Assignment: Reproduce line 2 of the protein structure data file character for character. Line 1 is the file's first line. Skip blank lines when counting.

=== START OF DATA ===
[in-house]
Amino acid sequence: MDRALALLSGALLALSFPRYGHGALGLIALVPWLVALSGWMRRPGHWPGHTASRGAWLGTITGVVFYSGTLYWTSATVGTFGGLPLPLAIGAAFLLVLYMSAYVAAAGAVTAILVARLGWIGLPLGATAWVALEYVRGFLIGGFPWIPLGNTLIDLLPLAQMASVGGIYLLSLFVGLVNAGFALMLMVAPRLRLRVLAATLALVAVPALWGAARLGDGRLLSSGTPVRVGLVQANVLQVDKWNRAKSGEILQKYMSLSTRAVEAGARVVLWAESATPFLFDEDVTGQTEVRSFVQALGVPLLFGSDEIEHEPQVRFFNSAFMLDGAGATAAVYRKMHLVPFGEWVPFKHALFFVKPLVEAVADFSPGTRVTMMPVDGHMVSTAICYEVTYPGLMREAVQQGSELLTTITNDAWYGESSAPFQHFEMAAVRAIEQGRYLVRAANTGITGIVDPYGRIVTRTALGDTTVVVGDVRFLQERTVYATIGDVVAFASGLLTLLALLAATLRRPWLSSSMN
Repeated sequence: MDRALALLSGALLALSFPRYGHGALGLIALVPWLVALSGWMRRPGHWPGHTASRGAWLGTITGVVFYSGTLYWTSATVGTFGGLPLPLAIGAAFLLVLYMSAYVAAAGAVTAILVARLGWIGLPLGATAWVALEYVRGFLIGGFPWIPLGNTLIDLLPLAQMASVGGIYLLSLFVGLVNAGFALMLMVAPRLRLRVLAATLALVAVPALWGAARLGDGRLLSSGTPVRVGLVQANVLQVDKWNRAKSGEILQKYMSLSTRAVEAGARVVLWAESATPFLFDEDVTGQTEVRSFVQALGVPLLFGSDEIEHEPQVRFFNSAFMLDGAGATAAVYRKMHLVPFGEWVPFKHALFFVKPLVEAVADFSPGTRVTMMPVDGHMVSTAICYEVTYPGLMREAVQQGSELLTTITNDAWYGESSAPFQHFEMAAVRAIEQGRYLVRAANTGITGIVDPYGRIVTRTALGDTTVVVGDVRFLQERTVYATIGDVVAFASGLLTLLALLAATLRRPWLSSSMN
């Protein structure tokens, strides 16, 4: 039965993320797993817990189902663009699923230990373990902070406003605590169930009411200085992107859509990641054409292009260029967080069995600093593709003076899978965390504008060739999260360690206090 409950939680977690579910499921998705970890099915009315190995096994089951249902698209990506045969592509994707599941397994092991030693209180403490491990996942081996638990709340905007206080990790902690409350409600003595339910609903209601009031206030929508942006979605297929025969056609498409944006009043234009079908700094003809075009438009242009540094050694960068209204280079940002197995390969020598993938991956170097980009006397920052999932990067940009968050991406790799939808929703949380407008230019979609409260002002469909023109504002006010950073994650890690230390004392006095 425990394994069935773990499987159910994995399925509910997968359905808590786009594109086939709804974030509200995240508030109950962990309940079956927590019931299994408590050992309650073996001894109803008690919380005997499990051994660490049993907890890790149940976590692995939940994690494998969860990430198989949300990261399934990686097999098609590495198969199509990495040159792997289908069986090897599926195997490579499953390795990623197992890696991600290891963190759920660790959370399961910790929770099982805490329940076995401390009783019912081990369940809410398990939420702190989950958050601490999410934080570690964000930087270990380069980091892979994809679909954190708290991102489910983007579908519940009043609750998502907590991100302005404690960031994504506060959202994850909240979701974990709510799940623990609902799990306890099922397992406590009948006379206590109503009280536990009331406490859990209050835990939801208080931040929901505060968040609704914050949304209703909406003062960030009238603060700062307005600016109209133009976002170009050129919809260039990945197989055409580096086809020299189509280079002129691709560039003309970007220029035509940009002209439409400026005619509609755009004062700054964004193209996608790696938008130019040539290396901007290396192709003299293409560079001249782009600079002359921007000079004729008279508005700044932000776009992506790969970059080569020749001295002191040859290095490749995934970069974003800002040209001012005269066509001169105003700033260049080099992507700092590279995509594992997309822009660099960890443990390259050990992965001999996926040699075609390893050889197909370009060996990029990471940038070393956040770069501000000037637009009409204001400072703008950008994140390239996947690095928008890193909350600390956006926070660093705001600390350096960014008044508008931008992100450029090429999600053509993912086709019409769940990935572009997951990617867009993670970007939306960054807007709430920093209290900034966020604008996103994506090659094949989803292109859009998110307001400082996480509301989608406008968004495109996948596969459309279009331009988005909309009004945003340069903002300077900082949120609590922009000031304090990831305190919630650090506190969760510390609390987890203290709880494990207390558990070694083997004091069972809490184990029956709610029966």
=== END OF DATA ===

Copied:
Amino acid sequence: MDRALALLSGALLALSFPRYGHGALGLIALVPWLVALSGWMRRPGHWPGHTASRGAWLGTITGVVFYSGTLYWTSATVGTFGGLPLPLAIGAAFLLVLYMSAYVAAAGAVTAILVARLGWIGLPLGATAWVALEYVRGFLIGGFPWIPLGNTLIDLLPLAQMASVGGIYLLSLFVGLVNAGFALMLMVAPRLRLRVLAATLALVAVPALWGAARLGDGRLLSSGTPVRVGLVQANVLQVDKWNRAKSGEILQKYMSLSTRAVEAGARVVLWAESATPFLFDEDVTGQTEVRSFVQALGVPLLFGSDEIEHEPQVRFFNSAFMLDGAGATAAVYRKMHLVPFGEWVPFKHALFFVKPLVEAVADFSPGTRVTMMPVDGHMVSTAICYEVTYPGLMREAVQQGSELLTTITNDAWYGESSAPFQHFEMAAVRAIEQGRYLVRAANTGITGIVDPYGRIVTRTALGDTTVVVGDVRFLQERTVYATIGDVVAFASGLLTLLALLAATLRRPWLSSSMN